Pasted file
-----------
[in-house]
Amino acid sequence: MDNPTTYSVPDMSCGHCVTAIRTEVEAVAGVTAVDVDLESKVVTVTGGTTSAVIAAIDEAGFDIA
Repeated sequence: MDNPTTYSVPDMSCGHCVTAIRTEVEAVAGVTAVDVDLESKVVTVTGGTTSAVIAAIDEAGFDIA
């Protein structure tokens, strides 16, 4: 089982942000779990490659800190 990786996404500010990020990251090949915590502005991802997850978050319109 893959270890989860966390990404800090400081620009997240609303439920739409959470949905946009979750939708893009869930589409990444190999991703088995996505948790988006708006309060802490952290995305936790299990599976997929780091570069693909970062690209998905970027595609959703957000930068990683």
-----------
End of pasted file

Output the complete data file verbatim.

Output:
[in-house]
Amino acid sequence: MDNPTTYSVPDMSCGHCVTAIRTEVEAVAGVTAVDVDLESKVVTVTGGTTSAVIAAIDEAGFDIA
Repeated sequence: MDNPTTYSVPDMSCGHCVTAIRTEVEAVAGVTAVDVDLESKVVTVTGGTTSAVIAAIDEAGFDIA
């Protein structure tokens, strides 16, 4: 089982942000779990490659800190 990786996404500010990020990251090949915590502005991802997850978050319109 893959270890989860966390990404800090400081620009997240609303439920739409959470949905946009979750939708893009869930589409990444190999991703088995996505948790988006708006309060802490952290995305936790299990599976997929780091570069693909970062690209998905970027595609959703957000930068990683």